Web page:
ORLEANS — David and Marilyn Snodgrass hope to sell the Orleans Hotel Bed and Breakfast to the right people.
The couple purchased the hotel in south-central Nebraska in 2014. They remodeled the establishment to add 21st-century comforts, such as central air conditioning and a new roof, while preserving its historic charm. A map hangs on the wall in the hotel’s lobby, pinpointing the homes of all their visitors; they’ve had guests from over 40 states.
When the opportunity arose for the couple to purchase a farm that has been in David’s family for over 100 years, they couldn’t pass it up.
“We decided if we didn’t buy (it), it would never be up for sale again. It’s just a small farm with a nice house,” explained Marilyn.
They bought the farm and moved into the farmhouse eight miles north of Orleans. With a hot housing market and the ability to help transition new owners into the hotel, the Snodgrasses decided to seize the chance to sell their business.
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“It was just the time was right,” Marilyn said.
The Orleans Hotel has been on the market for about a year, and the couple has no plans to close the business.
“That’s another thing when we decided to sell is you really can’t sell a dead horse, so you better have it going,” she explained.
The hotel first opened in 1929 and features 22 bedrooms, 12 bathrooms, a basement den, a large dining hall and a kitchen. Original hardwood floors and a majestic staircase in the lobby give guests a peak at the character that the hotel has to offer. The couple collect antiques and have filled the hotel with unique pieces that will remain in the hotel when it’s sold.
“If they buy it today, tomorrow they could rent rooms because we’ll have all the linens here and dishes. ... It’s going to be that convenient for somebody,” said Marilyn.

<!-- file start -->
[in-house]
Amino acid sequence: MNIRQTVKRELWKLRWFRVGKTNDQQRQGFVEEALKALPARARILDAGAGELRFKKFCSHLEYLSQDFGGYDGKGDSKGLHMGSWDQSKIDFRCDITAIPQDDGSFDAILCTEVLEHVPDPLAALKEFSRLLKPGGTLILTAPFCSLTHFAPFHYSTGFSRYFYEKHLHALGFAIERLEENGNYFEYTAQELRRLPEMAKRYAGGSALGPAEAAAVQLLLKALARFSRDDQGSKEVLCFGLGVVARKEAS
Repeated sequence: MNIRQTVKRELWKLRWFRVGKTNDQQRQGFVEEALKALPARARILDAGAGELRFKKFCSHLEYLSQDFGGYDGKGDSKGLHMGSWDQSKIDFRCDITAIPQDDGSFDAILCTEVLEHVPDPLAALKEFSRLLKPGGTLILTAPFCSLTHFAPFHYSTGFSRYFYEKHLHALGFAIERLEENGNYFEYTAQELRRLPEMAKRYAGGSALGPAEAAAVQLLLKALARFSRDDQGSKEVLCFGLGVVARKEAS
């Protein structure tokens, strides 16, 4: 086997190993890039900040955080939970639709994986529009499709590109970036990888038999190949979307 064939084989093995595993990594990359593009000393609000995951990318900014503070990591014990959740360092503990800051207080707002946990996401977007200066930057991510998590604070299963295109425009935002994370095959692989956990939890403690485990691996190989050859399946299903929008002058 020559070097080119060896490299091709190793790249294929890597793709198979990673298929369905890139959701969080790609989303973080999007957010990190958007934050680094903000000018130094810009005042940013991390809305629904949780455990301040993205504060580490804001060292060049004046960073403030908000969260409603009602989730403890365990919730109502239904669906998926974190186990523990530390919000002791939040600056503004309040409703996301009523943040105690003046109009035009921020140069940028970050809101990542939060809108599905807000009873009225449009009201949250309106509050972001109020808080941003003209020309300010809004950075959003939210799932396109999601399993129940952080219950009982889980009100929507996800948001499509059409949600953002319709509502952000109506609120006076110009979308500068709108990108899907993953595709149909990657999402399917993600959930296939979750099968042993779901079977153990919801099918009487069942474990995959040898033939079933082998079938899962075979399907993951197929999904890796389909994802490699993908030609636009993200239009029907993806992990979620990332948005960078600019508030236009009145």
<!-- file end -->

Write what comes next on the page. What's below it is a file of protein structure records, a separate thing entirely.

Along with running the business, the Snodgrasses are heavily involved in the community as board members and mentors for TeamMates. David is also board member for Camp Joy and the Orleans Cemetery as well as a volunteer firefighter with the Orleans Volunteer Fire Department.
When the next owners take over, the Snodgrasses will be available to help with the transition.
“We’ve also told people that we would be just 15 minutes away if they needed help or need some advice,” Marilyn said.
They have had interested parties look into the hotel, and there has been a variety of ideas for the property from an Airbnb to adding a restaurant in the building. The Harlan County Lake and hunting have piqued many potential buyers’ interest in the property.
For the Snodgrasses, getting to know the guests and having breakfast with them in the dining room each day has been the best part of their experience with the hotel. The venue has hosted a number of Christmas and Valentine’s Day parties, family reunions and a weekly bridge club. Marilyn has mixed emotions about selling, but she is hopeful about passing the keys on to someone who will loving care for the hotel as they have.
“It’s fun. It’s not like a regular hotel or motel or any of that,” Marilyn said. “It worked really well. We’ve had a good time, and we kept it going.”